Prince Charles Gives His Side of Failed Marriage in New Biography
The London Sunday Times today begins serializing a new biography that presents Prince Charles’ side of his unhappy marriage and gives details of a lonely childhood.
The book, written by television documentary-maker Jonathan Dimbleby, has already stirred controversy in the Royal Family. Palace sources have worried that the serialization will overshadow the long-planned visit of Queen Elizabeth II to Russia, which begins Monday.
Passages about Charles’ unhappy school days are likely to displease the queen and Prince Philip, who often spent long periods away from their eldest son.
The biography includes Charles’ views about his failed marriage--in particular, how Diana insisted he change his friends and adapt to her ideas of wedded behavior.
In a June television documentary made by Dimbleby, the prince admitted that he had committed adultery, but only after his marriage had irretrievably broken down.
In writing the biography, Dimbleby had access to about 10,000 of Prince Charles’ papers, including letters to his wife and to his mistress, Camilla Parker-Bowles. But Buckingham Palace sources said Saturday that no intimate letters were used in the book.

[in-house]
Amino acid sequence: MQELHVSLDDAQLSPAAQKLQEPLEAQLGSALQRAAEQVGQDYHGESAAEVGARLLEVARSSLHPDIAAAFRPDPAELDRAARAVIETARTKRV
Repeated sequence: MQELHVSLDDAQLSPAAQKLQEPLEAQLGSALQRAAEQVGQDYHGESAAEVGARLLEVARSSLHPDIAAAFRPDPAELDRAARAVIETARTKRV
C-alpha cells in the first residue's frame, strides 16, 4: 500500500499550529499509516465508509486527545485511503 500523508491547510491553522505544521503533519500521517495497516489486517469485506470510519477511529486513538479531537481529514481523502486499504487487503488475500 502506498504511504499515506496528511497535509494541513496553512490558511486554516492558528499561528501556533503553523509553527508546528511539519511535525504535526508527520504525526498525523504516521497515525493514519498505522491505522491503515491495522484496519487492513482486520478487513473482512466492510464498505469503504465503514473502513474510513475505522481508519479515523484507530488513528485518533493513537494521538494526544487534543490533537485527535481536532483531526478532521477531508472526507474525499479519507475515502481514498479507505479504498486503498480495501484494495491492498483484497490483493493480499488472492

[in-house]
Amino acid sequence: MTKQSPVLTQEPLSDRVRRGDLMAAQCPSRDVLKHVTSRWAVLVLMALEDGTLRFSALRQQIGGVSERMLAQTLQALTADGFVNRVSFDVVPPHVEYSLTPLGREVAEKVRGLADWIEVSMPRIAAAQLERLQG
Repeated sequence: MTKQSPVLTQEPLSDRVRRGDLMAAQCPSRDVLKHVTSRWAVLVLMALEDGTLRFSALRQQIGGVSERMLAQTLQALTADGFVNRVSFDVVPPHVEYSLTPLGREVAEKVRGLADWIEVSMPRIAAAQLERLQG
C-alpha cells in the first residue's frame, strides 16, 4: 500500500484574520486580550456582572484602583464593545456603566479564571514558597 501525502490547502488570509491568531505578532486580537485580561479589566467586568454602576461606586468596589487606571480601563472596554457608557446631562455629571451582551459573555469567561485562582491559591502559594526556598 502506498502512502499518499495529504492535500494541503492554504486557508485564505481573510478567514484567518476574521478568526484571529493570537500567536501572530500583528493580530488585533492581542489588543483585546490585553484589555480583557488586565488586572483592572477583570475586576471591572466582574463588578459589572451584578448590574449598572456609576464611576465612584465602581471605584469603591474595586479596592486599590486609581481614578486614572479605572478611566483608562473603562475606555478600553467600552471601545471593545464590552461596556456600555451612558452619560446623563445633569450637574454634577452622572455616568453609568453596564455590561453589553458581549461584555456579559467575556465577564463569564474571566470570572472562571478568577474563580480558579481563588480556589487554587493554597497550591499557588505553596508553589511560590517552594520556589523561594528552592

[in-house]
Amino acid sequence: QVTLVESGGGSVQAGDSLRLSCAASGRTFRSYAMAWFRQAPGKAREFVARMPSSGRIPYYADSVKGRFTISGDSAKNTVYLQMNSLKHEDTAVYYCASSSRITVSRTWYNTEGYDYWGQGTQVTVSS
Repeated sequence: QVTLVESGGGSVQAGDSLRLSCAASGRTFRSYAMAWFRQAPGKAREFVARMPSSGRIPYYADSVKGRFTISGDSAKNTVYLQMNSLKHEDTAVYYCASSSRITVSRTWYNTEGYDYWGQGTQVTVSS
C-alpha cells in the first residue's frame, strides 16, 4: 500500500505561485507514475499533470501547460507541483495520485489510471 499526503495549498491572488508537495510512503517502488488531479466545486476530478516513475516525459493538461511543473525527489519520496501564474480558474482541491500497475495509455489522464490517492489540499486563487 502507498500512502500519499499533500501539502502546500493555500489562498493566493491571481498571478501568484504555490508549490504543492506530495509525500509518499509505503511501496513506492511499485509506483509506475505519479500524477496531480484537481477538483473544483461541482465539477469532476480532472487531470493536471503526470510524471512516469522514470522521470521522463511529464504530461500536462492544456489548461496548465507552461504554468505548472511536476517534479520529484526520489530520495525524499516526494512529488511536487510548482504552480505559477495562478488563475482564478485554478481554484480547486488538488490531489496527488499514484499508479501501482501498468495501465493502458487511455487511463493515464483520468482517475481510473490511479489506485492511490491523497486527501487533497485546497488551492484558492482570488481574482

Many of the prince’s supporters said they believe he should not have exposed such private details of his life.
One Buckingham Palace aide said: “The documentary was a mistake. This book is a huge mistake. The monarchy has been damaged enough by all these revealing books. But this one is more damaging, because every word has been inspired by the prince himself.”
Other friends said the biography presents “the outlines of the truth” and was necessary because there has been so much “speculation, fabrication and intrusion” into royal affairs.
The book is part of a public relations campaign by the Prince of Wales and his new advisers, the aim of which is to show the prince in a more human context.
The Dimbleby book, called “The Prince of Wales: A Biography,” will be published Nov. 3.